Rooster tails, also known as inline spinnerbaits or spinners, are a classic lure that can be used to catch many fish species. Let’s look at how to rig a rooster tail for trout.
Best Rooster Tail For Trout
Rooster Tails, also known as inline spinners, are great for catching trout. Trout bit better when they see bright colors. Some fish prefer reds, some blues, others greens or yellows. But if you want to catch trout, you can’t go wrong with lures that use reds, blues, or greens.
Spinners are great for catching fish. But if you want to catch trout, you should use smaller spinner weights. A weight between 1/16 and 3/32 ounces will work well.
Silver and rainbow-colored spinners work very well for catching trout. Natural-looking colors are usually considered to be more attractive than other colors. That’s why silver-colored and rainbow-colored inline spinners work so well.
What is a Rooster Tail Lure?
Rooster tail spinner lures are a very useful type of lure for anglers. The lure features a rotating blade and a bright-colored hackle that attracts fish. The lure usually works well because of the combo of the spinning blade and vibrating tail.
There are several different ways to use a rooster tail lure.
How to Use a Rooster Tail Lure
Rooster tails are very effective when fishing. Their color attracts fish, and their vibration makes fish strike. They are a tried and true lure that work for many fish species.
I love fishing with inline spinners because they are a no-brainer to use. All you need to do is cast it out and reel it back. They are also suitable for beginning anglers since they don’t require much expertise to use.
How To Fish with Rooster Tails
Roosters tails are great for casting in lakes and ponds and trolling in rivers and reservoirs. Use larger spinnerbaits for lakes and ponds as these lures won’t be able to go as far, which is acceptable for smaller bodies of water.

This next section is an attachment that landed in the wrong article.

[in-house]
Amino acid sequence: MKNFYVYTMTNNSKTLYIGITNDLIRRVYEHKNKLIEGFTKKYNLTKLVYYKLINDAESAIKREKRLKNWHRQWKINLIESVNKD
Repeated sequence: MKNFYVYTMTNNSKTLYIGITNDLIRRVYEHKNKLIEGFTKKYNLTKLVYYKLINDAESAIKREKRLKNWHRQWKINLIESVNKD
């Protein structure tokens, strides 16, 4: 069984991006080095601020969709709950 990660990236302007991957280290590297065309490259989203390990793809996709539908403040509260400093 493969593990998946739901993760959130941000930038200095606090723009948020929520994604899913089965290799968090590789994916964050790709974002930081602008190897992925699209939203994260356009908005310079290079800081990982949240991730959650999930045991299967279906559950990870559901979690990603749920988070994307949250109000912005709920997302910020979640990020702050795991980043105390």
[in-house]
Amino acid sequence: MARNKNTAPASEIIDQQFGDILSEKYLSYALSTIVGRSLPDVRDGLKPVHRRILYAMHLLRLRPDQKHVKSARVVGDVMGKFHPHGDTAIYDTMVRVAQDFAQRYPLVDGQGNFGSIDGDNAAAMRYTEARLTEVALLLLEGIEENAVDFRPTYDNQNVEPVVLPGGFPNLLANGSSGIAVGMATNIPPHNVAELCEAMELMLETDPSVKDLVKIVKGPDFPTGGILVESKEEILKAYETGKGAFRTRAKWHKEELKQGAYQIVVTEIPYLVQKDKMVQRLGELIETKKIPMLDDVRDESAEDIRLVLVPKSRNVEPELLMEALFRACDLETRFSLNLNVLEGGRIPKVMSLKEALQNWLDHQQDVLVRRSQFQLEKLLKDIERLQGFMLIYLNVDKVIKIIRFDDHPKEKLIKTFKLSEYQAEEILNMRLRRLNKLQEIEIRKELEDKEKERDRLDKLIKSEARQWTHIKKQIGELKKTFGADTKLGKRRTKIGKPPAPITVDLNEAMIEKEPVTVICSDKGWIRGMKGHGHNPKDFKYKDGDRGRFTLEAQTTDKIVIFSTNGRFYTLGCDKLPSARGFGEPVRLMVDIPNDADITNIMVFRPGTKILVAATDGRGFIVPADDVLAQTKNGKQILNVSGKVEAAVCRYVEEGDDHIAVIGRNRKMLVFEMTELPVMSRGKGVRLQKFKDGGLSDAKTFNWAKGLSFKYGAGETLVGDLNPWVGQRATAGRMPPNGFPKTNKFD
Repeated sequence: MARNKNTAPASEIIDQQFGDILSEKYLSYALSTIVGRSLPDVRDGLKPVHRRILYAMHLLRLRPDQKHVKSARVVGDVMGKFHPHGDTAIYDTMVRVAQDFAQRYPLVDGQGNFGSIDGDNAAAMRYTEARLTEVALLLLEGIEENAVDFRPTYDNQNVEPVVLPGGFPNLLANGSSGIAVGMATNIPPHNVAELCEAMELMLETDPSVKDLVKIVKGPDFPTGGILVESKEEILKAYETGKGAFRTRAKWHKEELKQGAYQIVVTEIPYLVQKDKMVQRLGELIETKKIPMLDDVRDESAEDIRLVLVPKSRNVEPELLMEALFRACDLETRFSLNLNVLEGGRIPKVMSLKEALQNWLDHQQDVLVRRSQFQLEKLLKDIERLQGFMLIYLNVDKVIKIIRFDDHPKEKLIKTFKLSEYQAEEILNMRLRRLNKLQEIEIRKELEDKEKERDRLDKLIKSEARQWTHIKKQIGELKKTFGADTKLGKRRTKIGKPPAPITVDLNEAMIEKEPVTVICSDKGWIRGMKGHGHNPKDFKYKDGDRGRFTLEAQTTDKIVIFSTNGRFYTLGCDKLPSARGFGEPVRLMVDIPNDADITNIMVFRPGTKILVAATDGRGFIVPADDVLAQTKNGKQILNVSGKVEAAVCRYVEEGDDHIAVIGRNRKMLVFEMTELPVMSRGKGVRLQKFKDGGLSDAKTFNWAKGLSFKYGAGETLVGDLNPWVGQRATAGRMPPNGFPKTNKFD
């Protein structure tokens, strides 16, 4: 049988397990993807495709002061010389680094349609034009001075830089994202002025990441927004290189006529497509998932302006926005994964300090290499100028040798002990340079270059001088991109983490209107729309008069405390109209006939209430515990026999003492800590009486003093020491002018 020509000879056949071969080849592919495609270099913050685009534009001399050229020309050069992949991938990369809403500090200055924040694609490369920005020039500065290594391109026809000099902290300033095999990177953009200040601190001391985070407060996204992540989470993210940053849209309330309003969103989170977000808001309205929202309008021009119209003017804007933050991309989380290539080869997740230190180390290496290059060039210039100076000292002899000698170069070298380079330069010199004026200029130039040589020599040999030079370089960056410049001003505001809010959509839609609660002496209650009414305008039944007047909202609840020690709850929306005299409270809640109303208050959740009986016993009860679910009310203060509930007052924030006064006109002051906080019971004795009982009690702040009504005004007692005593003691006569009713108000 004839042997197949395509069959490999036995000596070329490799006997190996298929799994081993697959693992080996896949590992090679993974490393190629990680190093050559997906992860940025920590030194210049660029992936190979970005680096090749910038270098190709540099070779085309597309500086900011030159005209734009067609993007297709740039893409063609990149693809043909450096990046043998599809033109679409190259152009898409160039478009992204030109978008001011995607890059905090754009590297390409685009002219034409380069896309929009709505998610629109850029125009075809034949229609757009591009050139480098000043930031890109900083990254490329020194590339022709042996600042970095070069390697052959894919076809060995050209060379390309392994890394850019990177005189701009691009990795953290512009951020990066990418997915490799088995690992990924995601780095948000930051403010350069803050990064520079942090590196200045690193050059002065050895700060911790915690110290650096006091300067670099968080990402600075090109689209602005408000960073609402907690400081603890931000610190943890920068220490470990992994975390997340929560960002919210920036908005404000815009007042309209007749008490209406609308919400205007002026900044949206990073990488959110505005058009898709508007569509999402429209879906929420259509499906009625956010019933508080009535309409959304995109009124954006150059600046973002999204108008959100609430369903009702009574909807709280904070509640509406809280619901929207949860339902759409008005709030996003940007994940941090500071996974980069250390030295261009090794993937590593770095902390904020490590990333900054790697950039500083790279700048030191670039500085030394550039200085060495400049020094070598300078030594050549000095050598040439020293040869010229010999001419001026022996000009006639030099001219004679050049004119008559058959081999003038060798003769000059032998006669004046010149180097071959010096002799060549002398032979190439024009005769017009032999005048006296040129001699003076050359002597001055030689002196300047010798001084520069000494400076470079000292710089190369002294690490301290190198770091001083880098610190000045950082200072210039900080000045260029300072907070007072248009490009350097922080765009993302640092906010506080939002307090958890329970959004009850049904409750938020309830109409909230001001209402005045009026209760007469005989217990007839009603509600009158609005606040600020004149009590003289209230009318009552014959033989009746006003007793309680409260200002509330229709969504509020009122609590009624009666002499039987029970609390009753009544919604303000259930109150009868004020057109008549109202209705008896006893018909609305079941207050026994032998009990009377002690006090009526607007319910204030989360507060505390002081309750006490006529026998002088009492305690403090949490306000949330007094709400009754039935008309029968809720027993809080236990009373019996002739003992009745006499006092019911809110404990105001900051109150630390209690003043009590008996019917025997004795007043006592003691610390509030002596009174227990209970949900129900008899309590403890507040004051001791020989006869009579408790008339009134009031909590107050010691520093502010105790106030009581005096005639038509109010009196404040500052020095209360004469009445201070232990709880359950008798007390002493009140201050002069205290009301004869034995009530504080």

Rivers and reservoirs usually have smaller fish that like smaller baits. You’ll need heavier lures to get down into the current when trolling. Trout in rivers and reservoirs tend to be bigger than in lakes and ponds.
Fishing Rooster Tail Spinners
Spinners are lures used to attract fish. Fish are attracted to them because of their size, color, flashing, and vibrations. Spinner blades create sound waves in the water that attracts fish.
Weighted inline spinners can be fished any way you want them to be fished. There are a few methods which are preferred thought which is the cast and retrieve, trolling, and jigging.
Cast and Retrieve
This is the simplest of methods for fishing with a rooster tail or inline spinnerbait. You simply cast out the bait and reel it back.
You don’t want to just throw the lure anywhere though, cast the bait where you think the trout will be located. Be aware with the exposed hooks on these lures that hang-ups are a good possibility. Alternate retrieve speed between a steady retrieve and a slow retrieve to give the fish something different to look at.
When casting a rooster tail lure, let the current do some work by letting the lure drift downriver a bit before retrieving it. This makes the lure more likely to hook fish.
Trolling like cast and retrieve is a pretty simple method of fishing a rooster tail type lure. This type of fishing has to be done from a boat or kayak.